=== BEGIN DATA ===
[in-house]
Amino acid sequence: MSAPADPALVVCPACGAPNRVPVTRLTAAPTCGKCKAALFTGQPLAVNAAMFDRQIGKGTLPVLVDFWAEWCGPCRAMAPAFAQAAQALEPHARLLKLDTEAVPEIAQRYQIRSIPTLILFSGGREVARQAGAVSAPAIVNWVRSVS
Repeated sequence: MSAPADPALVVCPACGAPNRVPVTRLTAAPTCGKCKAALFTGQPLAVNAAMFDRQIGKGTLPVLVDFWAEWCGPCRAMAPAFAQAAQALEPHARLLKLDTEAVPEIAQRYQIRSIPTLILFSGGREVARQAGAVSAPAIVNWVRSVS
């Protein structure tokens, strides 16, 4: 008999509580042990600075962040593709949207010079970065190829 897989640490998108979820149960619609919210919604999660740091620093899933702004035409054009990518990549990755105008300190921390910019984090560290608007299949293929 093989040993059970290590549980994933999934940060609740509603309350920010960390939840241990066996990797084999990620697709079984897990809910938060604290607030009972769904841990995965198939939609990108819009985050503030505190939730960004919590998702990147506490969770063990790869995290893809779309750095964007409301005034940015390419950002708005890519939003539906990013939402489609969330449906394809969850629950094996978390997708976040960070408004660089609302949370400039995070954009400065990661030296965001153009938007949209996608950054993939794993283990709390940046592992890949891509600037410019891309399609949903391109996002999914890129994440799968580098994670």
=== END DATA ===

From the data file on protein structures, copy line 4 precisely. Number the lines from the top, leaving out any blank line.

């Protein structure tokens, strides 16, 4: 008999509580042990600075962040593709949207010079970065190829 897989640490998108979820149960619609919210919604999660740091620093899933702004035409054009990518990549990755105008300190921390910019984090560290608007299949293929 093989040993059970290590549980994933999934940060609740509603309350920010960390939840241990066996990797084999990620697709079984897990809910938060604290607030009972769904841990995965198939939609990108819009985050503030505190939730960004919590998702990147506490969770063990790869995290893809779309750095964007409301005034940015390419950002708005890519939003539906990013939402489609969330449906394809969850629950094996978390997708976040960070408004660089609302949370400039995070954009400065990661030296965001153009938007949209996608950054993939794993283990709390940046592992890949891509600037410019891309399609949903391109996002999914890129994440799968580098994670």